_ _ I. Ye are the salt of the earth. This would encourage and support them under their sufferings, that, though they should be treated with contempt, yet they should really be blessings to the world, and the more so for their suffering thus. The prophets, who went before them, were the salt of the land of Canaan; but the apostles were the salt of the whole earth, for they must go into all the world to preach the gospel. It was a discouragement to them that they were so few and so weak. What could they do in so large a province as the whole earth? Nothing, if they were to work by force of arms and dint of sword; but, being to work silent as salt, one handful of that salt would diffuse its savour far and wide; would go a great way, and work insensibly and irresistibly as leaven, Matthew 13:33. The doctrine of the gospel is as salt; it is penetrating, quick, and powerful (Hebrews 4:12); it reaches the heart Acts 2:37. It is cleansing, it is relishing, and preserves from putrefaction. We read of the savour of the knowledge of Christ (2 Corinthians 2:14); for all other learning is insipid without that. An everlasting covenant is called a covenant of salt (Numbers 18:19); and the gospel is an everlasting gospel. Salt was required in all the sacrifices (Leviticus 2:13), in Ezekiel's mystical temple, Ezekiel 43:24. Now Christ's disciples having themselves learned the doctrine of the gospel, and being employed to teach it to others, were as salt. Note, Christians, and especially ministers, are the salt of the earth.

_ _ 1. If they be as they should be they are as good salt, white, and small, and broken into many grains, but very useful and necessary. Pliny says, Sine sale, vita humana non potest degere — Without salt human life cannot be sustained. See in this, (1.) What they are to be in themselves — seasoned with the gospel, with the salt of grace; thoughts and affections, words and actions, all seasoned with grace, Colossians 4:6. Have salt in yourselves, else you cannot diffuse it among others, Mark 9:50. (2.) What they are to be to others; they must not only be good but do good, must insinuate themselves into the minds of the people, not to serve any secular interest of their own, but that they might transform them into the taste and relish of the gospel. (3.) What great blessings they are to the world. Mankind, lying in ignorance and wickedness, were a vast heap of unsavoury stuff, ready to putrefy; but Christ sent forth his disciples, by their lives and doctrines, to season it with knowledge and grace, and so to render it acceptable to God, to the angels, and to all that relish divine things. (4.) How they must expect to be disposed of. They must not be laid on a heap, must not continue always together at Jerusalem, but must be scattered as salt upon the meat, here a grain and there a grain; as the Levites were dispersed in Israel, that, wherever they live, they may communicate their savour. Some have observed, that whereas it is foolishly called an ill omen to have the salt fall towards us, it is really an ill omen to have the salt fall from us.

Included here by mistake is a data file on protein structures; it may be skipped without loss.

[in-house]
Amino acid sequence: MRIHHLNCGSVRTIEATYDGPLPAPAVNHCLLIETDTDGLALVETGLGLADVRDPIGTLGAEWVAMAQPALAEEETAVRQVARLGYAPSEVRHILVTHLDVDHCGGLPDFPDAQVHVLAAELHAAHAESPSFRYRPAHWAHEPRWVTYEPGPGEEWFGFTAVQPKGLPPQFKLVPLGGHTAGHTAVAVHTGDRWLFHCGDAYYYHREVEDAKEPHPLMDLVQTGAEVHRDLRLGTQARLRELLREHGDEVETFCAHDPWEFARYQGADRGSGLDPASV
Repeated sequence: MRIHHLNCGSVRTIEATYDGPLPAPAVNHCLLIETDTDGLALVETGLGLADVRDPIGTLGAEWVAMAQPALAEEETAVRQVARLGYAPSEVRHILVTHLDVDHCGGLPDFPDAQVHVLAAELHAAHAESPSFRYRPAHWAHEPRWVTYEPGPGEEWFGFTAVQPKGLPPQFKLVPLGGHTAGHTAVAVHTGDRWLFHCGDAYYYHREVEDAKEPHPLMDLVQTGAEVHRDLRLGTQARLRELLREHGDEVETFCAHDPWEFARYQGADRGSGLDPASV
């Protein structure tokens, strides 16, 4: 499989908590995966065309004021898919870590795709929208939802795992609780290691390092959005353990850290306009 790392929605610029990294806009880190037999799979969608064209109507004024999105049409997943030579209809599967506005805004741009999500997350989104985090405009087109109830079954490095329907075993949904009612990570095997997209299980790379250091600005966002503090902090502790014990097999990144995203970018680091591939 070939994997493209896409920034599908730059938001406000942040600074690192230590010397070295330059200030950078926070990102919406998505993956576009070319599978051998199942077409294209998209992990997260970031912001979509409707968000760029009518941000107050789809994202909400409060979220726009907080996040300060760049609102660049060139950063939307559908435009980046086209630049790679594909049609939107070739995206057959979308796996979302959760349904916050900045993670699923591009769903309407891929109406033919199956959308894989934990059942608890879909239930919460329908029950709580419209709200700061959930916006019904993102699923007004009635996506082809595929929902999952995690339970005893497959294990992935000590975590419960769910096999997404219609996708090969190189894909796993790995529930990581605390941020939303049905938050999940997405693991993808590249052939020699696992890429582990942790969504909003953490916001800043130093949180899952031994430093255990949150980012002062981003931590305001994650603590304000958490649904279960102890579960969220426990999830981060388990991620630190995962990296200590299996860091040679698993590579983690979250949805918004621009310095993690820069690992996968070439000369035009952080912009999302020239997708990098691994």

_ _ 2. If they be not, they are as salt that has lost its savour. If you, who should season others, are yourselves unsavoury, void of spiritual life, relish, and vigour; if a Christian be so, especially if a minister be so, his condition is very sad; for, (1.) He is irrecoverable: Wherewith shall it be salted? Salt is a remedy for unsavoury meat, but there is no remedy for unsavoury salt. Christianity will give a man a relish; but if a man can take up and continue the profession of it, and yet remain flat and foolish, and graceless and insipid, no other doctrine, no other means, can be applied, to make him savoury. If Christianity do not do it, nothing will. (2.) He is unprofitable: It is thenceforth good for nothing; what use can it be put to, in which it will not do more hurt than good? As a man without reason, so is a Christian without grace. A wicked man is the worst of creatures; a wicked Christian is the worst of men; and a wicked minister is the worst of Christians. (3.) He is doomed to ruin and rejection; He shall be cast out — expelled the church and the communion of the faithful, to which he is a blot and a burden; and he shall be trodden under foot of men. Let God be glorified in the shame and rejection of those by whom he has been reproached, and who have made themselves fit for nothing but to be trampled upon.

_ _ II. Ye are the light of the world, Matthew 5:14. This also bespeaks them useful, as the former (Sole et sale nihil utilius — Nothing more useful than the sun and salt), but more glorious. All Christians are light in the Lord (Ephesians 5:8), and must shine as lights (Philippians 2:15), but ministers in a special manner. Christ call himself the Light of the world (John 8:12), and they are workers together with him, and have some of his honour put upon them. Truly the light is sweet, it is welcome; the light of the first day of the world was so, when it shone out of darkness; so is the morning light of every day; so is the gospel, and those that spread it, to all sensible people. The world sat in darkness, Christ raised up his disciples to shine in it; and, that they may do so, from him they borrow and derive their light.

_ _ This similitude is here explained in two things:

_ _ 1. As the lights of the world, they are illustrious and conspicuous, and have many eyes upon them. A city that is set on a hill cannot be hid. The disciples of Christ, especially those who are forward and zealous in his service, become remarkable, and are taken notice of as beacons. They are for signs (Isaiah 7:18), men wondered at (Zechariah 3:8); all their neighbours have any eye upon them. Some admire them, commend them, rejoice in them, and study to imitate them; others envy them, hate them, censure them, and study to blast them. They are concerned therefore to walk circumspectly, because of their observers; they are as spectacles to the world, and must take heed of every thing that looks ill, because they are so much looked at. The disciples of Christ were obscure men before he called them, but the character he put upon them dignified them, and as preachers of the gospel they made a figure; and though they were reproached for it by some, they were respected for it by others, advanced to thrones, and made judges (Luke 22:30); for Christ will honour those that honour him.